A FARMER who fulfilled his life ambition to own a tractor has been given a “fitting send-off”.

Chris Latter’s coffin was towed behind his beloved tractor from Newhaven to Downs Crematorium, Brighton, on Monday.

Chris’s mother Caroline Dean paid tribute to her son, who was 28. She said: “Chris was just lovely. He’d do anything for anybody. He adored farming and we all decided we had to involve tractors somehow.

“The funeral directors at Newhaven Co-op Funeralcare have been so understanding.

“They just said: ‘Do whatever you want.’

“They didn’t at any point say ‘Oh God, we can’t do that’. They just went with it.”

Chris’s sister Laura Dean said: “We didn’t deem it fit to take him away in a hearse. His life revolved around farming and he loved his tractor. Chris started going out and working on farms when he was 14. He studied agriculture at Plumpton College and from an early age his goal in life was to own a tractor.

Laura: “When he got hold of one, he went out and about in it all the time.

“He was so funny. He had a great sense of humour and he was always laughing. He always had a big smile on his face in his tractor.

“We had no idea what he was going through. In the end, he took his own life. The tribute on Monday was perfect. We decorated the trailer with flowers and hay bales and everyone waited for us to pass.”

Laura said it was easier than she expected to arrange the unusual journey.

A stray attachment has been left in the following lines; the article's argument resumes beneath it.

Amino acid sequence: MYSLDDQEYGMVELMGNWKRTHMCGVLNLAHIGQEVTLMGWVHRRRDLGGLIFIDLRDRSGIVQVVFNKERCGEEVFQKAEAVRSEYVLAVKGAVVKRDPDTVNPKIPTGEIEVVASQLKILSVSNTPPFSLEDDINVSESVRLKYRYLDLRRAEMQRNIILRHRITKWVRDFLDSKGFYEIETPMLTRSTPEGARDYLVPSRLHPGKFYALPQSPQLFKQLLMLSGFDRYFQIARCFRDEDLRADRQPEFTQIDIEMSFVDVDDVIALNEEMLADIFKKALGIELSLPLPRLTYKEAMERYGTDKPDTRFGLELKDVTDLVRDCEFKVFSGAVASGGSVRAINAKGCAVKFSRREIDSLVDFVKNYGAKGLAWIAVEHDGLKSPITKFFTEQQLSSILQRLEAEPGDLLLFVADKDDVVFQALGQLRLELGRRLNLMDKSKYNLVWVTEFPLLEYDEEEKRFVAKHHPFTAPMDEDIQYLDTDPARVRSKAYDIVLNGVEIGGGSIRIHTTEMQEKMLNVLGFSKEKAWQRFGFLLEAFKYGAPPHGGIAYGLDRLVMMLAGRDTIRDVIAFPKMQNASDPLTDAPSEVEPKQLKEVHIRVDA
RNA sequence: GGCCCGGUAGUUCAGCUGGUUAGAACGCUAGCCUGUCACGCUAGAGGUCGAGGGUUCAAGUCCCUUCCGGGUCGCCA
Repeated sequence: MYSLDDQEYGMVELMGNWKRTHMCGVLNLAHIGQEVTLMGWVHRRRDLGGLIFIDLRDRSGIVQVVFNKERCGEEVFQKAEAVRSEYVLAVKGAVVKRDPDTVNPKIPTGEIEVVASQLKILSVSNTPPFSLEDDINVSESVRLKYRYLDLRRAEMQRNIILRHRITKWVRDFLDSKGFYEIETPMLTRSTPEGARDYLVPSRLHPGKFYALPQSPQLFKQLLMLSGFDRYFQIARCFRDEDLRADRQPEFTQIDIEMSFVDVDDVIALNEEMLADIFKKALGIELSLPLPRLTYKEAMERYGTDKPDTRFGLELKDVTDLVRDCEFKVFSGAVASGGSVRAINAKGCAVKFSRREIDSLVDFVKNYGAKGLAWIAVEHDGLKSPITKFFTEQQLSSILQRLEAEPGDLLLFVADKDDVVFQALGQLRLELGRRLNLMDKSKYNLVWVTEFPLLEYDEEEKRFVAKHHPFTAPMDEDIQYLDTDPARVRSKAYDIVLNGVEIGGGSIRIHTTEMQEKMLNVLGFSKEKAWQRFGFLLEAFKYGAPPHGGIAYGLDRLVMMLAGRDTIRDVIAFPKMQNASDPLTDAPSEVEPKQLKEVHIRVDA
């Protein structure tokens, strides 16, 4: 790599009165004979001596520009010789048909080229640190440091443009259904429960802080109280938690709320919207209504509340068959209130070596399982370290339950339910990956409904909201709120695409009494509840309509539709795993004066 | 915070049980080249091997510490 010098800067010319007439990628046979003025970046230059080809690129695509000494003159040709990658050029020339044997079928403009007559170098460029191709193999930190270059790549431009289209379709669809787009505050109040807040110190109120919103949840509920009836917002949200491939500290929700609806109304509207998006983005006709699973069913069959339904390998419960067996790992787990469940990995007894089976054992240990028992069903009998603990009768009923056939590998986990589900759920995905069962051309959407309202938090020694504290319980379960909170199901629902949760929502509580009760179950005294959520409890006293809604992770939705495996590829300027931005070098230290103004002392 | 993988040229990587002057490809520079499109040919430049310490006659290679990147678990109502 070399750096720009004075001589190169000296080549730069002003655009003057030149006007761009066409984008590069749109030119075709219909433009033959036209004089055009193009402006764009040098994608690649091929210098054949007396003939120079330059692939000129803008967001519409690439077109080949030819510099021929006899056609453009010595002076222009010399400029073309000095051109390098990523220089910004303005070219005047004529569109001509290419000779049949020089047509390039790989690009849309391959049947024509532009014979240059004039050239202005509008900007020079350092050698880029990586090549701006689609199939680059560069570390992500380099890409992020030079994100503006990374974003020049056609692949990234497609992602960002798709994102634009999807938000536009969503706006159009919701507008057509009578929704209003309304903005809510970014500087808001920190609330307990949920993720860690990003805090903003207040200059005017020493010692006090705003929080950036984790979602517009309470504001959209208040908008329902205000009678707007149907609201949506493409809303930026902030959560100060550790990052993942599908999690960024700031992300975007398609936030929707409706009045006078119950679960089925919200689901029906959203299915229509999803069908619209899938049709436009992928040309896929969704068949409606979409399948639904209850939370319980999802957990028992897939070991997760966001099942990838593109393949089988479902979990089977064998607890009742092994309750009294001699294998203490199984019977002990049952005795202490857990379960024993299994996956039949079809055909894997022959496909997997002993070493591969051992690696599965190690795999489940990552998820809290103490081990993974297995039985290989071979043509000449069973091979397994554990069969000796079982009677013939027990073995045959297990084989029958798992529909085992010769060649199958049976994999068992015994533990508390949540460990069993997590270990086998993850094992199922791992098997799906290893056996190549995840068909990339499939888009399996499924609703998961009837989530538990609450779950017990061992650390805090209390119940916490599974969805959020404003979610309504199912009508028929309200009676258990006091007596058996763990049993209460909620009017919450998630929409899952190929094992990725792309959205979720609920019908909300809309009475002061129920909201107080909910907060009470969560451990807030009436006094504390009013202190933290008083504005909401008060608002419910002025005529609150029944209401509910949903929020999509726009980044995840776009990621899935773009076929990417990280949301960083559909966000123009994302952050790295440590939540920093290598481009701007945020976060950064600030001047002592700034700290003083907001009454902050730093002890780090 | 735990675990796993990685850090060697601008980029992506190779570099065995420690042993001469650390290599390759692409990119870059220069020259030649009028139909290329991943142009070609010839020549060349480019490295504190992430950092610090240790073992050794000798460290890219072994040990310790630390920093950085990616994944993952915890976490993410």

“There weren’t any practical difficulties, it was easy. We just borrowed a trailer and painted it to match the tractor. The whole family came together. It was a great send-off.”

Relatives said the service had been absolutely packed. Laura said: “The tractor was something of a head-turner.”

There have been several other unorthodox send-offs in Sussex this year. Relatives have settled on unusual but fitting ways to say goodbye to loved ones.

In September, friends and family gathered at Devil’s Dyke to bid farewell to “kindly, feisty” 92-year-old great-grandmother Margaret Riant. Her ashes were fired more than 300 feet into the night sky as part of a moving firework display.

After the death of teenage motorbike-lover Parys Lapper in August, hundreds of motorcyclists turned out to pay their respects. The 19-year-old was the son of artist Alison Lapper, who became famous as the subject of a marble statue on the fourth plinth in London’s Trafalgar Square. The bikes rode from Shoreham to Worthing Crematorium to celebrate his life.